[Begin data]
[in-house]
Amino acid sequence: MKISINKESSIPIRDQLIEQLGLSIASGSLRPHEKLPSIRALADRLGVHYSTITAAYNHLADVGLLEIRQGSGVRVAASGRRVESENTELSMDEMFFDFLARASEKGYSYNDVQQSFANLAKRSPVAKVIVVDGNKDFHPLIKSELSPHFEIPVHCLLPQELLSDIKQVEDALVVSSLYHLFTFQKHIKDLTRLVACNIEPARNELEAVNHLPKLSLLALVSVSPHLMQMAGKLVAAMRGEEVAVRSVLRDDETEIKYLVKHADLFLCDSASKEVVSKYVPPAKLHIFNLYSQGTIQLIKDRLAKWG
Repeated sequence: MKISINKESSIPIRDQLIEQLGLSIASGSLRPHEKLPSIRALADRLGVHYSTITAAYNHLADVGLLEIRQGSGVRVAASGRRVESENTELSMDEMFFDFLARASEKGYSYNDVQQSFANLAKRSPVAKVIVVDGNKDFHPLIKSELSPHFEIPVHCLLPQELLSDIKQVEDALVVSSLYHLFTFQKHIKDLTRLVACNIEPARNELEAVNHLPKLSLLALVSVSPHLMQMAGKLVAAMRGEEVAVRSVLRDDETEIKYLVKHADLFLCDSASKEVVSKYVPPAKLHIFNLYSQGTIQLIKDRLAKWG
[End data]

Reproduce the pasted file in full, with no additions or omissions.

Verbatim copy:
[in-house]
Amino acid sequence: MKISINKESSIPIRDQLIEQLGLSIASGSLRPHEKLPSIRALADRLGVHYSTITAAYNHLADVGLLEIRQGSGVRVAASGRRVESENTELSMDEMFFDFLARASEKGYSYNDVQQSFANLAKRSPVAKVIVVDGNKDFHPLIKSELSPHFEIPVHCLLPQELLSDIKQVEDALVVSSLYHLFTFQKHIKDLTRLVACNIEPARNELEAVNHLPKLSLLALVSVSPHLMQMAGKLVAAMRGEEVAVRSVLRDDETEIKYLVKHADLFLCDSASKEVVSKYVPPAKLHIFNLYSQGTIQLIKDRLAKWG
Repeated sequence: MKISINKESSIPIRDQLIEQLGLSIASGSLRPHEKLPSIRALADRLGVHYSTITAAYNHLADVGLLEIRQGSGVRVAASGRRVESENTELSMDEMFFDFLARASEKGYSYNDVQQSFANLAKRSPVAKVIVVDGNKDFHPLIKSELSPHFEIPVHCLLPQELLSDIKQVEDALVVSSLYHLFTFQKHIKDLTRLVACNIEPARNELEAVNHLPKLSLLALVSVSPHLMQMAGKLVAAMRGEEVAVRSVLRDDETEIKYLVKHADLFLCDSASKEVVSKYVPPAKLHIFNLYSQGTIQLIKDRLAKWG